J. Matthew Moore Memorial Scholarship Fund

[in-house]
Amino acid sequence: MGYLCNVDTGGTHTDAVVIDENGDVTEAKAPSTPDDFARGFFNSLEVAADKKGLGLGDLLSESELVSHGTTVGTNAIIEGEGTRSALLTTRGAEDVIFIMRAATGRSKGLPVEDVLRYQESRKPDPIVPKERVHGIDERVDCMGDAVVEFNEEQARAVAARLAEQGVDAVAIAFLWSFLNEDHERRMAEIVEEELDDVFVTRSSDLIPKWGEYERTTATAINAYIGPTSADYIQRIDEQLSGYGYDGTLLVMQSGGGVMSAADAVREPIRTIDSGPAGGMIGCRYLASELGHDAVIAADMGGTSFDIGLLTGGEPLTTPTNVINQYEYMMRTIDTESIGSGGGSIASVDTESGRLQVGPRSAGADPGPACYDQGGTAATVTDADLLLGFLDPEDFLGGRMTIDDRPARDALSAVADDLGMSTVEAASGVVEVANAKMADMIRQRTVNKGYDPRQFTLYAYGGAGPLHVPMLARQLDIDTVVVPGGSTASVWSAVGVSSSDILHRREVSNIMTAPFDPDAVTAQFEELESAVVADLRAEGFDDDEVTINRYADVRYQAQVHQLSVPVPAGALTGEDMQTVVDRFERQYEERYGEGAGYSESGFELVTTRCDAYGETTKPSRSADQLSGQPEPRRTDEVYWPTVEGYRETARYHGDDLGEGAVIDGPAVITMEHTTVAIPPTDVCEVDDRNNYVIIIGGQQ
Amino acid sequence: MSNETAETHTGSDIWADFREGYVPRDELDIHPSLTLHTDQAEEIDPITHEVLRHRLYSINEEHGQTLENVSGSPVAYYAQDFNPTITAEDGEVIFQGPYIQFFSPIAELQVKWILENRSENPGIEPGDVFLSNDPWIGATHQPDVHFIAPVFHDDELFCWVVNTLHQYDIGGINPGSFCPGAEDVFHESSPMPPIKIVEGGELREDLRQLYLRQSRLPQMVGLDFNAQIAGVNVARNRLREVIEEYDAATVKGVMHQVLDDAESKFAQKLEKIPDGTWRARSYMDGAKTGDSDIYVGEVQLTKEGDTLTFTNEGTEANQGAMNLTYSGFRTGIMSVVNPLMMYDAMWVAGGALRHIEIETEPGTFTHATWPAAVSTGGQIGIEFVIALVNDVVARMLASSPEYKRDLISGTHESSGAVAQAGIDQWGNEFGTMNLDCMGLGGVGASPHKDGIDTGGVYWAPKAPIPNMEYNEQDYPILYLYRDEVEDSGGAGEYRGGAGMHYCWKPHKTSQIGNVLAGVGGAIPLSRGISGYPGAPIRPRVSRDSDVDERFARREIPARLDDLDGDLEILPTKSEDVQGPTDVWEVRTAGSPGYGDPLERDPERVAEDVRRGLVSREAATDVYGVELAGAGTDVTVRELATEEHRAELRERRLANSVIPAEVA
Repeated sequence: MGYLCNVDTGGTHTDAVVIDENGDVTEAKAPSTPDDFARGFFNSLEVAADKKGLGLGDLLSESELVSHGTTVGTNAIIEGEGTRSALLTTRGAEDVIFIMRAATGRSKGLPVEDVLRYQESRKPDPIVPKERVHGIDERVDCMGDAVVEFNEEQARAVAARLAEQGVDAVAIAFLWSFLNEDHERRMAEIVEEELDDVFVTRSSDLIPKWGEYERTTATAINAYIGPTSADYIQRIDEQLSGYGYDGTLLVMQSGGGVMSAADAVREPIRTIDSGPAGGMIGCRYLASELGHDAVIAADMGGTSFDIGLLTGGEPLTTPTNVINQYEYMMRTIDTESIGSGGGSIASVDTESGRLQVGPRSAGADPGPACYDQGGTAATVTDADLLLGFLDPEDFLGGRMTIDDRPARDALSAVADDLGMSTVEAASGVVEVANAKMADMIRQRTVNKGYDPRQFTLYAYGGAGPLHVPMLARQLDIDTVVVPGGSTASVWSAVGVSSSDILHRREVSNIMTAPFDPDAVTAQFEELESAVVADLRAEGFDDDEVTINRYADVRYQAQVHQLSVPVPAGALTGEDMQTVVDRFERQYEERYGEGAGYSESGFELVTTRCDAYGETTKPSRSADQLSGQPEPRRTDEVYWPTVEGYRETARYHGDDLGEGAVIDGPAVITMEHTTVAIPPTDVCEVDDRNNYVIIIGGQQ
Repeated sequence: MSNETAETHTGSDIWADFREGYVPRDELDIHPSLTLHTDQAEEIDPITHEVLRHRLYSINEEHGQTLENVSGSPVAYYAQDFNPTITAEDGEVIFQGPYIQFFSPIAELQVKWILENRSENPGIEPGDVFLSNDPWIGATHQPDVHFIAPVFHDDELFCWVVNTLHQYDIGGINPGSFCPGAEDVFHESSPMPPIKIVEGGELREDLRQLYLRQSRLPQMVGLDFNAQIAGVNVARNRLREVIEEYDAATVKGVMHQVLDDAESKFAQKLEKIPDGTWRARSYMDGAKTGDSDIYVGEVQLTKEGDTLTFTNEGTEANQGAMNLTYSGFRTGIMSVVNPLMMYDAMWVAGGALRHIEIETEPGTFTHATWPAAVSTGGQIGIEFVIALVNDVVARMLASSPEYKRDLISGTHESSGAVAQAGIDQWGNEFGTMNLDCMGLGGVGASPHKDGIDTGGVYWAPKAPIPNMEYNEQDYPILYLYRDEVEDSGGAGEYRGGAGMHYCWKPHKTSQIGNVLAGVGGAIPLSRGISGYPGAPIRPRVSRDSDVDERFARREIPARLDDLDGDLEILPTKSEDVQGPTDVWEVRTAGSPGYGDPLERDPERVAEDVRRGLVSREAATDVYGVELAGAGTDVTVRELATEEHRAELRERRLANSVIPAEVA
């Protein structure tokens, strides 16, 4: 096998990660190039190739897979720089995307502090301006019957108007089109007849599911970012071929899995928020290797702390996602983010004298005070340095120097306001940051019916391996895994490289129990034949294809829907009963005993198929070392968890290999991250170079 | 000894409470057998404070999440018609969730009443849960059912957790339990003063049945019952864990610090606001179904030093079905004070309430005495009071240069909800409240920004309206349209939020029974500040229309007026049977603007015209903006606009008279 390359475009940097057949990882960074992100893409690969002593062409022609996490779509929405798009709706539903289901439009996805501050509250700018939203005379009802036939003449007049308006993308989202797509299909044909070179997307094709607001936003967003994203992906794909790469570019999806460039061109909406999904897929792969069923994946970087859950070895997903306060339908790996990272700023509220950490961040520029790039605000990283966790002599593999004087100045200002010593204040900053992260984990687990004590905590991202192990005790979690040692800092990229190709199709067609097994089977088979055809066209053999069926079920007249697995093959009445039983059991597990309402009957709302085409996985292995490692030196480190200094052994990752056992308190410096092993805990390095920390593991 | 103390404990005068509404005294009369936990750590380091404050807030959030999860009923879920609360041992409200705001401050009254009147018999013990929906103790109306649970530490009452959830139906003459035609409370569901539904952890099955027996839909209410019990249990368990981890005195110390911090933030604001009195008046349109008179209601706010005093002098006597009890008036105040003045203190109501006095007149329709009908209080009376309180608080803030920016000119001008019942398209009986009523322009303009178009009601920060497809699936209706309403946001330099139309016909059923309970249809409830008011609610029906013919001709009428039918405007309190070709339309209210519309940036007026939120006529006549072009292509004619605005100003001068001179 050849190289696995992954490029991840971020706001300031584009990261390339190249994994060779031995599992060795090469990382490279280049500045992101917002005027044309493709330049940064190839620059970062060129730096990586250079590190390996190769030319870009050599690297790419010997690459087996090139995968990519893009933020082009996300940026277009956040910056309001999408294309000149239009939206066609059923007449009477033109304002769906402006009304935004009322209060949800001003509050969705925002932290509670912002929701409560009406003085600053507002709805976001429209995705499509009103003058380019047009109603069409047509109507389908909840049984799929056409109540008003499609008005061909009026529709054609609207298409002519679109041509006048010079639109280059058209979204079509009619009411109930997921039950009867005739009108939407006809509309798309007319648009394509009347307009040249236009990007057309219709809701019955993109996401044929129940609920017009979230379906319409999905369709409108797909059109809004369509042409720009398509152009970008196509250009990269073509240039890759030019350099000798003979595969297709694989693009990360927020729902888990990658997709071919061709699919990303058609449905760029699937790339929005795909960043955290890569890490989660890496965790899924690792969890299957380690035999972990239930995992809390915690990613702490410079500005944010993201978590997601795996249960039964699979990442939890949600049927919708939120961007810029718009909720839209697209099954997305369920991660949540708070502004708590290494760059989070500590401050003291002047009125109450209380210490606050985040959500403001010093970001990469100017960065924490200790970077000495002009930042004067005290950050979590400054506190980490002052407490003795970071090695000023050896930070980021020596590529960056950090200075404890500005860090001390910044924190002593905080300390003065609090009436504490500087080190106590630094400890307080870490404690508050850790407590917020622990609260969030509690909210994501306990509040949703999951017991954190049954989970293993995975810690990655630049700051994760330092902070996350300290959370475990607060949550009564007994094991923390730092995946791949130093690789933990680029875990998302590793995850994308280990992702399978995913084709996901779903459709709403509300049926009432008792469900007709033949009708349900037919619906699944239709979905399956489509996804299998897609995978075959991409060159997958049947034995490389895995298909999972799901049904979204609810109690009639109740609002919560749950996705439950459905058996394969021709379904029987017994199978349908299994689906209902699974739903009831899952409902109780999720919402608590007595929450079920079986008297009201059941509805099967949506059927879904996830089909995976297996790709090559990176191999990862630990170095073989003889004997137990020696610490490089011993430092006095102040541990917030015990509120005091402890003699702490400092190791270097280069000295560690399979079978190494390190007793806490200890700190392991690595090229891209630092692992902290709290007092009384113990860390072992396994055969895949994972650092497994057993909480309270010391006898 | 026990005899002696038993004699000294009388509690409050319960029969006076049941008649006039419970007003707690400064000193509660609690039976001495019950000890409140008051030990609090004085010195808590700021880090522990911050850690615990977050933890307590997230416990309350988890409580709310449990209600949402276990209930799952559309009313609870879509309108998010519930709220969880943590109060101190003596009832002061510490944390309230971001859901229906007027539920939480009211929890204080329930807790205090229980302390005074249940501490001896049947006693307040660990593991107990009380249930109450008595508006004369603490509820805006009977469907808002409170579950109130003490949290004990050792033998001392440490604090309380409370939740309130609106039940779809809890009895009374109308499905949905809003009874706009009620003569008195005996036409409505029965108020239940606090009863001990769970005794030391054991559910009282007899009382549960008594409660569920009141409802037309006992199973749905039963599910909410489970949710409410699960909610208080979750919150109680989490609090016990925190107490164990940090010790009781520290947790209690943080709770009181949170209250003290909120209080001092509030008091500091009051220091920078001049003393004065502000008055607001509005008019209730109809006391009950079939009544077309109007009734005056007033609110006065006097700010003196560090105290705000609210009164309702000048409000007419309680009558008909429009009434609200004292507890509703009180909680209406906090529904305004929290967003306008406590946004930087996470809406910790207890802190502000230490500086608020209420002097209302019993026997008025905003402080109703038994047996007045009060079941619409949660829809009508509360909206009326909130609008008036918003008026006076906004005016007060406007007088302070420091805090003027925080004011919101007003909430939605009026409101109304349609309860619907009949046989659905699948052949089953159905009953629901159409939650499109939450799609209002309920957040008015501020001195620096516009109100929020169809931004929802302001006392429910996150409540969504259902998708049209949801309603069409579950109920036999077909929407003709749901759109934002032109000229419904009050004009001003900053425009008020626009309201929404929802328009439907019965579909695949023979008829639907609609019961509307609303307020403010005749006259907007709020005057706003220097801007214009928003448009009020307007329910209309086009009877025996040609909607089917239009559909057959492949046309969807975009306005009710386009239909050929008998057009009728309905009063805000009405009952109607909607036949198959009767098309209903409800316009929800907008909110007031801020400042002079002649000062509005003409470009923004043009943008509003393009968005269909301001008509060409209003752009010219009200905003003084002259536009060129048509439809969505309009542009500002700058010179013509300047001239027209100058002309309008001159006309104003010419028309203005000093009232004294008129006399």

J. Matthew MooreMatthew Moore had accomplished so many of his goals, a young lawyer, married to Lucy Rhodes (now Lucy Goffinet) coaching basketball and working on community projects; he was at home in Perry County. So when he was tragically killed in an automobile accident in November 2003 the family didn’t hesitate to immediately create an endowment fund for a scholarship in his memory. Many people in the community were generous in their support of the project, making donations in his name. The scholarship was created to support a student of average ability from Cannelton or Tell City high schools who demonstrate¬† perseverance and hard work. Matt had some trouble learning to read, but he worked every night and by fourth grade he was reading on his own and enjoying it. He still had difficulty with writing skills even throughout college and law school. One of his professors at University of Evansville commented on an exam paper that he could not understand how Matt could have such good ideas and not be able to write a decent sentence. He passed Algebra II because of much tutoring and nightly study sessions. He played basketball on the B team in junior high and sat on the bench most of his senior year until Senior Night when they beat New Albany, a top ten team, and then went on to win the sectional that year. He often got discouraged, but he never gave up. He always knew he would return to Perry County. He was born in Jasper and moved to Tell City in grade 4, but he called Perry County home. He and Lucy had always planned to come home and settle in Cannelton as soon as both of them had finished law school. He jumped right in to Kiwanis, the J C, the St. Michael’s Church council, and the Humane Society because he wanted to help improve Perry County. He began helping coach the Cannelton Junior High Boys Basketball team even before he got his law office opened. He loved working with kids. The first game he coached was a Saturday morning tourney and when they lost (resoundingly), he took the boys back to the gym for a four hour fundamentals camp. He was so proud of the boys because they rose to the challenge of much harder work outs and no one quit. He wasn’t a stellar student or athlete, but he was successful at both because he worked hard and persevered to overcome his limitations. Creating a scholarship and doing so through the Perry County Community Foundation was another way to continue his support of Perry County and hopefully support young people who will come home to become leaders.